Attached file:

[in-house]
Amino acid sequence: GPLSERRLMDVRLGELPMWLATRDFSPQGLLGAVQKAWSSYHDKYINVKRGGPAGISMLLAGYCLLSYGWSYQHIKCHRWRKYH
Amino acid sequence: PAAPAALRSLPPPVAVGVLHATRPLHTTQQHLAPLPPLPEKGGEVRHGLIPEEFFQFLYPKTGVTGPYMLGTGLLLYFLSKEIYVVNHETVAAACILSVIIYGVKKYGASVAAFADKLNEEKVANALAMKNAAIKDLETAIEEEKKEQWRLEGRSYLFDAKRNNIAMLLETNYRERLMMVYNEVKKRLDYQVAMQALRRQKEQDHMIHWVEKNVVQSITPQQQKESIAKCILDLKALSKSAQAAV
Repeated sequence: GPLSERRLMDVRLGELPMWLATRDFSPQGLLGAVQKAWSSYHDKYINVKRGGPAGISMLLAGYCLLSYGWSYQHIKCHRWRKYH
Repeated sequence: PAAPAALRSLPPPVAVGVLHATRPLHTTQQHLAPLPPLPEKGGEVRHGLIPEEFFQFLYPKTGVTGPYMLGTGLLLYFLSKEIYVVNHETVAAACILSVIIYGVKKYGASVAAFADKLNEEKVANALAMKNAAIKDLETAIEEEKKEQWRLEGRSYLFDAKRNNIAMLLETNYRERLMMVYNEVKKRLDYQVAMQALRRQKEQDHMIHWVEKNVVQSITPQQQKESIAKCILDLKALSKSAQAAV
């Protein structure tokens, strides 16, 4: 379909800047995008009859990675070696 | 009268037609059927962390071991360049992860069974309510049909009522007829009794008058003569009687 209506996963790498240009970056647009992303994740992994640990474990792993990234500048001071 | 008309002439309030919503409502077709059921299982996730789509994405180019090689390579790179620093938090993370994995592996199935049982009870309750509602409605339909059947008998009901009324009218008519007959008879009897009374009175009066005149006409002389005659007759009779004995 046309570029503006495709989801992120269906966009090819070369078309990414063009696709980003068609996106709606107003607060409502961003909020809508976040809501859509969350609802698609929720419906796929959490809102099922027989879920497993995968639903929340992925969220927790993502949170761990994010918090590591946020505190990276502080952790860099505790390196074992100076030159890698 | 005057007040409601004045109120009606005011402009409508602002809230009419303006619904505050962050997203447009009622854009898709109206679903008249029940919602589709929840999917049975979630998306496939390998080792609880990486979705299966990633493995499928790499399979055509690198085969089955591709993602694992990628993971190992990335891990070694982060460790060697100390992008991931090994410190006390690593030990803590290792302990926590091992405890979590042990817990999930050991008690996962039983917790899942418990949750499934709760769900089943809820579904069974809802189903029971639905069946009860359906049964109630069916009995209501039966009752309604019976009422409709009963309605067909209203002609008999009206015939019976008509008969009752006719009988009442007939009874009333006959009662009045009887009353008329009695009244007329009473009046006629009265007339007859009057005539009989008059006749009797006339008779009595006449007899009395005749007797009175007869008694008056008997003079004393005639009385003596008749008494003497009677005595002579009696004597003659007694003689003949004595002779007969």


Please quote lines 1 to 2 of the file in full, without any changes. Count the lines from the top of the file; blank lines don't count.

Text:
[in-house]
Amino acid sequence: GPLSERRLMDVRLGELPMWLATRDFSPQGLLGAVQKAWSSYHDKYINVKRGGPAGISMLLAGYCLLSYGWSYQHIKCHRWRKYH